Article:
New Home Sales Disappoint - Could It Be 'Cliff Concerns?'
CNBC Real Estate Reporter
After a slew of positive readings on the nation's housing recovery, sales of newly built homes in October were a big disappointment.
Despite the big public builders reporting big jumps in new orders and builder confidence positively leaping to the highest level since 2006, sales just didn't compute, and even September's numbers were revised down.
"The recovery in new home sales is looking a little weaker than we were previously led to believe," writes Paul Diggle of Capital Economics.
But Diggle points out the positives, specifically that the time between a completion and a new home sale has been falling dramatically, from over 14 months in late 2009 to just over 6 months today. The average historically is five months.
"That drop strikes us as another sign that buyer confidence is improving," adds Diggle.
But is it improving as much as builder confidence?
"This was a disappointing update," writes Patrick Newport of HIS Global Insight.
"It indicates that demand for single-family homes is only slowly picking up, not accelerating, as the data previously showed. It also indicated that builders may have jumped the gun a little by accelerating the pace of construction of single-family homes.
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A big concern for home builders now is the looming fiscal cliff. The housing recovery depends on the economic recovery and continued improvement in the jobs picture. There is also great concern that the mortgage interest deduction could fall victim to the cliff. That's why housing lobbyists have upped their budgets this year to $30 million from $27 million in 2011, according to the Center for Responsive Politics. The National Association of Realtors leads by far with a record $25,982,290 spent on lobbying so far.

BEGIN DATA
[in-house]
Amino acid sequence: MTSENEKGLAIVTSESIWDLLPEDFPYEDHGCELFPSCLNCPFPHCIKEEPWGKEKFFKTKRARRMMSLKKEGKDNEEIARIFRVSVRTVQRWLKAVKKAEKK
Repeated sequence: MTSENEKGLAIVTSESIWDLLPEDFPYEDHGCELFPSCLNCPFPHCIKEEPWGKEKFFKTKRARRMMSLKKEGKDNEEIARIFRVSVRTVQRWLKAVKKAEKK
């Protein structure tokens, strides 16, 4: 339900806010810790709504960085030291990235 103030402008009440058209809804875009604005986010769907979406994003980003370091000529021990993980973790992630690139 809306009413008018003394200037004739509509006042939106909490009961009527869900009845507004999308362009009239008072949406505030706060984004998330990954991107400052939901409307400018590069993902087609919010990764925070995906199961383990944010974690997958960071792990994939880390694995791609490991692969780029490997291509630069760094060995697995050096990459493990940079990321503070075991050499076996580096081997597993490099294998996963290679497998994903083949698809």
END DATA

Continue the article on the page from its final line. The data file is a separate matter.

Fears of the fiscal cliff could be impacting potential buyers already. The new home sales monthly number from the U.S. Department of Commerce is based on signed contracts, not closings, so it is a clear gauge of what potential buyers are feeling right now.
"It is making me nervous for sure to have such uncertainty over such a traditional expectation, the mortgage deduction," says Stephen Paul, of Mid-Atlantic Builders, a Maryland-based company. Paul says he hasn't seen any cancellations over it yet, but it has come up in conversation plenty.
It is just one more uncertainty that this recovery doesn't need. All signs are pointing to big gains in the housing market for 2013. Those expectations, however, must be tempered with a dash of perspective yet again. Peter Boockvar of Miller Tabak maps it out well:
"While the housing industry is recovering, new home sales have trended between 360k and 370k for the last 6 months, still 73 percent below the bubblicious peak in July '05 and not too far above the trough seen in 1982 and still below the bottom seen in the 1991 recession. On one hand, there is plenty of room for continued improvement but on the other, the healing process will take a lot of time and will likely be in fits and starts as recoveries from the aftermath of bubbles typically are."
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